One fun highlight from my experience. COMING SOON
What to do TL:DR; Attend any event of any duration where people come together to solve problems.
The detail. They are a great way to quickly learn new skills, boost your career, and often provide a wealth of free swag, such as drinks, food, t-shirts, socks, USB sticks, hats, and plenty more (all real examples of free goodies I have received before).
At Manchester Metropolitan University. Pre-COVID, we used to have three main on-going hackathons that used to run annually on campus: ManMetHacks, StudentHacks, and GreatUniHacks.
One career-progressing highlight from my experience. Being second place at the British Cardiovascular Society Hackathon 2018, both because that earn me a prize of £300 as a second-year student, and because when I went back the year later representing INEVITABLE we won first place.
One fun highlight from my experience. There have been a variety of fun projects I have worked on while participating in hackathons, from the Company of Silicon game to the Party Parrot social media platform, but ultimately, the most fun project was SlackChat. It was set on a simple premise, and I have written a blog post that describes my experience in much more detail.
What to do TL:DR; Build your portfolio and don't be a sheep.
The detail. Start learning about topics you are passionate about and the tools required to develop those topics, such as Data Science and Python respectively, to give an example. Choose a project or challenge that is a little hard for you (and will require you to learn more over time), finish the project or challenge, document it, post it to GitHub and your resume, and then repeat the process while learning more and adding to your portfolio.
One career-progressing highlight from my experience. The most interesting project I worked on as a student was an IoT door system. Unlike other projects I worked on at and during university, this one required an understanding of cyber-security as well as a much broader understanding of the interactions that would be required, which necessitated the top-down mindset found in architecture as opposed to the bottom-up mindset found in engineering and coding.
This was also the project I talked to Ben about when I met him at the Retro Games Night event. MediaCityUK was investing in a certain IoT project, and a person in business development needed Ben to translate my technical knowledge into language that was easy to understand.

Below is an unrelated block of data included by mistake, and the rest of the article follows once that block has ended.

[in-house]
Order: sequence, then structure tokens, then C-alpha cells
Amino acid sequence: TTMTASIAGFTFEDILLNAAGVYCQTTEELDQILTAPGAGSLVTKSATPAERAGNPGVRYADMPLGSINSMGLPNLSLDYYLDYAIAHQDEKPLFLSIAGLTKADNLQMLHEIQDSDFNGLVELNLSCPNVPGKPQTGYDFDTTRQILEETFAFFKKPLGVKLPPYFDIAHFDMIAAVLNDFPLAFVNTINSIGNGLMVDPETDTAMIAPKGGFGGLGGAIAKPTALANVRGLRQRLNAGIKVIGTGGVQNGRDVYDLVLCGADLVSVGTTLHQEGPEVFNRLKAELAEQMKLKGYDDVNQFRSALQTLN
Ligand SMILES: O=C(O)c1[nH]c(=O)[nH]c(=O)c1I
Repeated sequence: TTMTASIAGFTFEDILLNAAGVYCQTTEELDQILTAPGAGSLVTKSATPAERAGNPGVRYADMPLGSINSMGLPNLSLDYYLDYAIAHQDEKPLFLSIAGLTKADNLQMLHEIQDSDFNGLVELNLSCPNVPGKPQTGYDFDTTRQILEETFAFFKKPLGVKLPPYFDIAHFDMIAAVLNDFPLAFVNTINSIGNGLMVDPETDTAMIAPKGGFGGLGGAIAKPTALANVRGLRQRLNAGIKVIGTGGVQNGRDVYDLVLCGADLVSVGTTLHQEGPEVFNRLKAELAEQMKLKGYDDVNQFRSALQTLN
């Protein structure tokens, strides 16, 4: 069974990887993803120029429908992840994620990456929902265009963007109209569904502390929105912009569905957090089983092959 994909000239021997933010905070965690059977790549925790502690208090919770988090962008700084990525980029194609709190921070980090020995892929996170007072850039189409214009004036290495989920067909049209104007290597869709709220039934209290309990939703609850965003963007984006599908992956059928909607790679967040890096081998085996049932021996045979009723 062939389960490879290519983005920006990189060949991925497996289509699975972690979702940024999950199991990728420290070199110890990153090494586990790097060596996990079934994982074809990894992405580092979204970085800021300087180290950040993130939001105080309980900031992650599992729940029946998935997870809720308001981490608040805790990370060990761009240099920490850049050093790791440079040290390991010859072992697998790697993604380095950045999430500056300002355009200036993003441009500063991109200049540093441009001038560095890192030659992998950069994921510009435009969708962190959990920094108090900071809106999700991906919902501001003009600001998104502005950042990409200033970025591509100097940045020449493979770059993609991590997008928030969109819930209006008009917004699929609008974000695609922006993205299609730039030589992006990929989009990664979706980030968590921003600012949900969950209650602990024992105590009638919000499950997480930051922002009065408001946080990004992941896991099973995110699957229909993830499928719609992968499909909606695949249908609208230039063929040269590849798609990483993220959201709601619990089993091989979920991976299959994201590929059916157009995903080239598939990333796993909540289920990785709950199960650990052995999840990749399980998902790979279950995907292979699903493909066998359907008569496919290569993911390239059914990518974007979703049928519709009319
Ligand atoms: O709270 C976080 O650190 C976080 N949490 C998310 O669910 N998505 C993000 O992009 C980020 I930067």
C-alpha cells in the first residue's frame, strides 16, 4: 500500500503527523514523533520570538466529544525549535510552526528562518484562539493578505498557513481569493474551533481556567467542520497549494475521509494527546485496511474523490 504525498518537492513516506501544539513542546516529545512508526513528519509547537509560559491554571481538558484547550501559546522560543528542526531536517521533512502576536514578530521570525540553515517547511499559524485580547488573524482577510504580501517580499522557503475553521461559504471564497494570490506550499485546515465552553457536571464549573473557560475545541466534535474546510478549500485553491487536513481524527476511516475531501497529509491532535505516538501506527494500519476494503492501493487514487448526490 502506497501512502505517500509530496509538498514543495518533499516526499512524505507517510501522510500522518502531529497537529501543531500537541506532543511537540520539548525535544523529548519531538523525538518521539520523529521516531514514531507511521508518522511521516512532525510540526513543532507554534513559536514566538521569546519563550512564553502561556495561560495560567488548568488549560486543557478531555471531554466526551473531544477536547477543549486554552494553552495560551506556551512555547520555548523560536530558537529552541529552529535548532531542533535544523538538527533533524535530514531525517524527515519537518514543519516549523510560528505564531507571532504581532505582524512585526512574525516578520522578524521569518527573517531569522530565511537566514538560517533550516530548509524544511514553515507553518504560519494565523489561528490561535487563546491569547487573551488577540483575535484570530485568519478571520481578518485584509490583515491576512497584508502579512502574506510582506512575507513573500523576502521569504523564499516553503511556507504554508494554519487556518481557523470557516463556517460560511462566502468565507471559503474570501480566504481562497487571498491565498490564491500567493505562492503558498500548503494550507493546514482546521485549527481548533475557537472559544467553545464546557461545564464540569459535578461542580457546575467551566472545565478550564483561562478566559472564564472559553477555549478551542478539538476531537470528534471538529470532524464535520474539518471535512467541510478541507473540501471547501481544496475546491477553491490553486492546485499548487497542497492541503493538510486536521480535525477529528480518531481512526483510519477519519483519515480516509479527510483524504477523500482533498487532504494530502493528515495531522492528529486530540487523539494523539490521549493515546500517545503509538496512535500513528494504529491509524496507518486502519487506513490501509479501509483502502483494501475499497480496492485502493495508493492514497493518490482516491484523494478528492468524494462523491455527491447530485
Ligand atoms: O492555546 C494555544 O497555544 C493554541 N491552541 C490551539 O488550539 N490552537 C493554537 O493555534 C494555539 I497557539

One fun highlight from my experience. Not to do too much of a blantent plug, but CompiledMCR, it's a project started in 2017 and is still being worked on today for the good of the Manchester Tech Community and greater.
What to do TL:DR; Learn a useful industry skill and demonstrate your portfolio.
The detail. Github, or any source control implementation, is one of the most useful industry skills to have. It effectively bypasses the need to hand around USB devices with code and cuts through a bunch of other manual tasks that should stay in the 20th century.
I mainly include this as a separate section to projects because in my second-year Professional Development unit it was only mentioned in passing as a thing we might want to look at, which I want to avoid doing and emphasise the usefulness of it. Luckily, after my cohort, that module was revamped and included a new Developing Your Professionalism (DYP) element, now replaced by Industry and Community Engagement (ICE).
What to do TL:DR; Engage online with professionals.
The detail. It's important to note that professionals, or people with more experience than yourself, should not be scary or intimidating; they are people just like the rest of us. Speaking with and following such professionals on peer-to-peer platforms like Twitter is a great way to stay up to date on any relevant events that are happening and to find people to engage with on specific topics.
One career-progressing highlight from my experience. During my dissertation, I put out a tweet asking for feedback on my project. I didn't expect a flood of responses, and I didn't, although I certainly received quality over quantity. Rick Threlfall gave me a wealth of useful and constructive feedback. It was unreal and greatly appreciated, and this interaction only happened since I followed him on Twitter after attending a lot of the NUX events he organizes.
There will certainly be more to add over time, although Jobs4Students is a very decent way to earn a little extra money during your studies.
Socialise, engage with communities and companies that match your interests, give back by volunteering and mentoring, don’t be embarrassed to ask a stupid question, and most importantly, have fun.